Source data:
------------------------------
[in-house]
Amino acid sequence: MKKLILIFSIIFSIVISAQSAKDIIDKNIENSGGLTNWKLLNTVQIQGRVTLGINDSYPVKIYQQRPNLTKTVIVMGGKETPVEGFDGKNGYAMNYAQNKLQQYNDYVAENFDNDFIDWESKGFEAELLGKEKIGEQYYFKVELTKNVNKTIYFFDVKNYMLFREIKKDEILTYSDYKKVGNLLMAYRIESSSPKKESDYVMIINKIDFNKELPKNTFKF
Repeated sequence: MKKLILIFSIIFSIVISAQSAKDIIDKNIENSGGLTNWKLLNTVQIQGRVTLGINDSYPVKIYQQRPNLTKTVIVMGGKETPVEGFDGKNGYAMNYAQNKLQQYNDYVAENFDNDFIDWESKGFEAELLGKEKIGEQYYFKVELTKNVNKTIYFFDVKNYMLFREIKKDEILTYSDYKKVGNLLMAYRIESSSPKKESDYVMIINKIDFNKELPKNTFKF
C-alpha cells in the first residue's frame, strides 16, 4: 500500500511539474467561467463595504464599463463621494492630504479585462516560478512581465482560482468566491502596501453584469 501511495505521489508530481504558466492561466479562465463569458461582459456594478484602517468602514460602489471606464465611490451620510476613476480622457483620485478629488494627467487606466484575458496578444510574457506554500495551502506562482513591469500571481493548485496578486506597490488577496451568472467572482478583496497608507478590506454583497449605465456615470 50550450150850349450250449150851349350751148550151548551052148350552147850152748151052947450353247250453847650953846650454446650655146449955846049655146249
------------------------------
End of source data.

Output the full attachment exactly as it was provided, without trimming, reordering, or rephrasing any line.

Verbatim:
[in-house]
Amino acid sequence: MKKLILIFSIIFSIVISAQSAKDIIDKNIENSGGLTNWKLLNTVQIQGRVTLGINDSYPVKIYQQRPNLTKTVIVMGGKETPVEGFDGKNGYAMNYAQNKLQQYNDYVAENFDNDFIDWESKGFEAELLGKEKIGEQYYFKVELTKNVNKTIYFFDVKNYMLFREIKKDEILTYSDYKKVGNLLMAYRIESSSPKKESDYVMIINKIDFNKELPKNTFKF
Repeated sequence: MKKLILIFSIIFSIVISAQSAKDIIDKNIENSGGLTNWKLLNTVQIQGRVTLGINDSYPVKIYQQRPNLTKTVIVMGGKETPVEGFDGKNGYAMNYAQNKLQQYNDYVAENFDNDFIDWESKGFEAELLGKEKIGEQYYFKVELTKNVNKTIYFFDVKNYMLFREIKKDEILTYSDYKKVGNLLMAYRIESSSPKKESDYVMIINKIDFNKELPKNTFKF
C-alpha cells in the first residue's frame, strides 16, 4: 500500500511539474467561467463595504464599463463621494492630504479585462516560478512581465482560482468566491502596501453584469 501511495505521489508530481504558466492561466479562465463569458461582459456594478484602517468602514460602489471606464465611490451620510476613476480622457483620485478629488494627467487606466484575458496578444510574457506554500495551502506562482513591469500571481493548485496578486506597490488577496451568472467572482478583496497608507478590506454583497449605465456615470 50550450150850349450250449150851349350751148550151548551052148350552147850152748151052947450353247250453847650953846650454446650655146449955846049655146249